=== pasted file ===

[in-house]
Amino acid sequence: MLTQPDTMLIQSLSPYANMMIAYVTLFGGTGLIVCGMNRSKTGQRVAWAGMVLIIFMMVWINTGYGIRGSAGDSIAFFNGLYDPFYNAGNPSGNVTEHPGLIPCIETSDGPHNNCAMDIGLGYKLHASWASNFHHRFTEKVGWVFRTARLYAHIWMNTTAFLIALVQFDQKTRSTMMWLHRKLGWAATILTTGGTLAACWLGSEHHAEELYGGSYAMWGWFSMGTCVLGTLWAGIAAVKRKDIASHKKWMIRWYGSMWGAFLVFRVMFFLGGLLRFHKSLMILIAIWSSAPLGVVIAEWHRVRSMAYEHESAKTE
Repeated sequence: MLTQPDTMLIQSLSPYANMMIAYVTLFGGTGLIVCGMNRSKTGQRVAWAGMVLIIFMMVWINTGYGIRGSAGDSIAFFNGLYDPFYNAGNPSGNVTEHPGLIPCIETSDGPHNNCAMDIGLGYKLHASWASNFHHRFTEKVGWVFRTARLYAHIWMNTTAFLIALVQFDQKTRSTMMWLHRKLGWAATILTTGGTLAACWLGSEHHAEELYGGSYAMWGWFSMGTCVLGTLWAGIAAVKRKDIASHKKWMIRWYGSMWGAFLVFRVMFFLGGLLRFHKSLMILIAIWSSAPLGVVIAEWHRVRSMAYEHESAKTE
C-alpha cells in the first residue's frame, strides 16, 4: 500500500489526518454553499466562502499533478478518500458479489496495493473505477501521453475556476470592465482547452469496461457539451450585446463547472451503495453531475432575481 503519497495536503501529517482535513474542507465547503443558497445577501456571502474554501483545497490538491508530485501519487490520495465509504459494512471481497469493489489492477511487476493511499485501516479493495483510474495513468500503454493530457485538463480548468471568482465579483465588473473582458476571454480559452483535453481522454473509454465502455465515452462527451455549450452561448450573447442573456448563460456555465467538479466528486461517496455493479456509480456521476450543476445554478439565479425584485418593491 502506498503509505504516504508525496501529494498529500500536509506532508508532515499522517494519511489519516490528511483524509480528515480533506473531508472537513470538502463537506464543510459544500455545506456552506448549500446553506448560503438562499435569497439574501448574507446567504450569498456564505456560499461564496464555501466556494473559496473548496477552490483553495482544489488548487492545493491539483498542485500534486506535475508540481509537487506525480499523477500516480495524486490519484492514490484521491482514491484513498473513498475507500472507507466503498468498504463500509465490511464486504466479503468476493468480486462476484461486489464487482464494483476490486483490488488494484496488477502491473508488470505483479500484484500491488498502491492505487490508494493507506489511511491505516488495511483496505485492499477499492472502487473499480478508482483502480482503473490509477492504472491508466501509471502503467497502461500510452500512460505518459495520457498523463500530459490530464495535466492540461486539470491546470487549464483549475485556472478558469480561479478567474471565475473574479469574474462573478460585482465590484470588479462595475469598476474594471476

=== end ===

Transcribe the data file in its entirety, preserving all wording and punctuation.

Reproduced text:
[in-house]
Amino acid sequence: MLTQPDTMLIQSLSPYANMMIAYVTLFGGTGLIVCGMNRSKTGQRVAWAGMVLIIFMMVWINTGYGIRGSAGDSIAFFNGLYDPFYNAGNPSGNVTEHPGLIPCIETSDGPHNNCAMDIGLGYKLHASWASNFHHRFTEKVGWVFRTARLYAHIWMNTTAFLIALVQFDQKTRSTMMWLHRKLGWAATILTTGGTLAACWLGSEHHAEELYGGSYAMWGWFSMGTCVLGTLWAGIAAVKRKDIASHKKWMIRWYGSMWGAFLVFRVMFFLGGLLRFHKSLMILIAIWSSAPLGVVIAEWHRVRSMAYEHESAKTE
Repeated sequence: MLTQPDTMLIQSLSPYANMMIAYVTLFGGTGLIVCGMNRSKTGQRVAWAGMVLIIFMMVWINTGYGIRGSAGDSIAFFNGLYDPFYNAGNPSGNVTEHPGLIPCIETSDGPHNNCAMDIGLGYKLHASWASNFHHRFTEKVGWVFRTARLYAHIWMNTTAFLIALVQFDQKTRSTMMWLHRKLGWAATILTTGGTLAACWLGSEHHAEELYGGSYAMWGWFSMGTCVLGTLWAGIAAVKRKDIASHKKWMIRWYGSMWGAFLVFRVMFFLGGLLRFHKSLMILIAIWSSAPLGVVIAEWHRVRSMAYEHESAKTE
C-alpha cells in the first residue's frame, strides 16, 4: 500500500489526518454553499466562502499533478478518500458479489496495493473505477501521453475556476470592465482547452469496461457539451450585446463547472451503495453531475432575481 503519497495536503501529517482535513474542507465547503443558497445577501456571502474554501483545497490538491508530485501519487490520495465509504459494512471481497469493489489492477511487476493511499485501516479493495483510474495513468500503454493530457485538463480548468471568482465579483465588473473582458476571454480559452483535453481522454473509454465502455465515452462527451455549450452561448450573447442573456448563460456555465467538479466528486461517496455493479456509480456521476450543476445554478439565479425584485418593491 502506498503509505504516504508525496501529494498529500500536509506532508508532515499522517494519511489519516490528511483524509480528515480533506473531508472537513470538502463537506464543510459544500455545506456552506448549500446553506448560503438562499435569497439574501448574507446567504450569498456564505456560499461564496464555501466556494473559496473548496477552490483553495482544489488548487492545493491539483498542485500534486506535475508540481509537487506525480499523477500516480495524486490519484492514490484521491482514491484513498473513498475507500472507507466503498468498504463500509465490511464486504466479503468476493468480486462476484461486489464487482464494483476490486483490488488494484496488477502491473508488470505483479500484484500491488498502491492505487490508494493507506489511511491505516488495511483496505485492499477499492472502487473499480478508482483502480482503473490509477492504472491508466501509471502503467497502461500510452500512460505518459495520457498523463500530459490530464495535466492540461486539470491546470487549464483549475485556472478558469480561479478567474471565475473574479469574474462573478460585482465590484470588479462595475469598476474594471476